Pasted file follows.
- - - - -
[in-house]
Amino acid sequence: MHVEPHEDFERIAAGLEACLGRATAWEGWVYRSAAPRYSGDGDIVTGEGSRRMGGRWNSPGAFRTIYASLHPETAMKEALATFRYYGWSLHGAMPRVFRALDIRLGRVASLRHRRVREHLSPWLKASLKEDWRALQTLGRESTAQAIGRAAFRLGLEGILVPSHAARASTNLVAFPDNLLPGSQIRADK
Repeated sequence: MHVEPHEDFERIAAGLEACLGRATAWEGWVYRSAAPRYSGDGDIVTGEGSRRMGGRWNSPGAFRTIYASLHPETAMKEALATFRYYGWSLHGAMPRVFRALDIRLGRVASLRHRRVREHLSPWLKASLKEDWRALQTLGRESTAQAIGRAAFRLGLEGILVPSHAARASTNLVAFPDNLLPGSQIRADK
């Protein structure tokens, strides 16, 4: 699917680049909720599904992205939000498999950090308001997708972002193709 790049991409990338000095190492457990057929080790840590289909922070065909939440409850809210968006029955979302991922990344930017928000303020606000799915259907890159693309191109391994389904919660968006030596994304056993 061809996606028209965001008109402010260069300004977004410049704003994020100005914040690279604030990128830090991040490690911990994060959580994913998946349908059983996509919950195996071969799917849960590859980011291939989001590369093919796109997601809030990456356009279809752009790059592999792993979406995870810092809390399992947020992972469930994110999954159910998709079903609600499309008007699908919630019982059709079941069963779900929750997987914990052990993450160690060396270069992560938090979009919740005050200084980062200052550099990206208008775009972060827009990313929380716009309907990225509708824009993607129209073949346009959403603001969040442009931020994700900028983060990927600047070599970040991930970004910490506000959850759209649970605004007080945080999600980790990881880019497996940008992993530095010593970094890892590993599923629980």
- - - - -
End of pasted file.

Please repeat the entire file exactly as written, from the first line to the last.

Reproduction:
[in-house]
Amino acid sequence: MHVEPHEDFERIAAGLEACLGRATAWEGWVYRSAAPRYSGDGDIVTGEGSRRMGGRWNSPGAFRTIYASLHPETAMKEALATFRYYGWSLHGAMPRVFRALDIRLGRVASLRHRRVREHLSPWLKASLKEDWRALQTLGRESTAQAIGRAAFRLGLEGILVPSHAARASTNLVAFPDNLLPGSQIRADK
Repeated sequence: MHVEPHEDFERIAAGLEACLGRATAWEGWVYRSAAPRYSGDGDIVTGEGSRRMGGRWNSPGAFRTIYASLHPETAMKEALATFRYYGWSLHGAMPRVFRALDIRLGRVASLRHRRVREHLSPWLKASLKEDWRALQTLGRESTAQAIGRAAFRLGLEGILVPSHAARASTNLVAFPDNLLPGSQIRADK
């Protein structure tokens, strides 16, 4: 699917680049909720599904992205939000498999950090308001997708972002193709 790049991409990338000095190492457990057929080790840590289909922070065909939440409850809210968006029955979302991922990344930017928000303020606000799915259907890159693309191109391994389904919660968006030596994304056993 061809996606028209965001008109402010260069300004977004410049704003994020100005914040690279604030990128830090991040490690911990994060959580994913998946349908059983996509919950195996071969799917849960590859980011291939989001590369093919796109997601809030990456356009279809752009790059592999792993979406995870810092809390399992947020992972469930994110999954159910998709079903609600499309008007699908919630019982059709079941069963779900929750997987914990052990993450160690060396270069992560938090979009919740005050200084980062200052550099990206208008775009972060827009990313929380716009309907990225509708824009993607129209073949346009959403603001969040442009931020994700900028983060990927600047070599970040991930970004910490506000959850759209649970605004007080945080999600980790990881880019497996940008992993530095010593970094890892590993599923629980």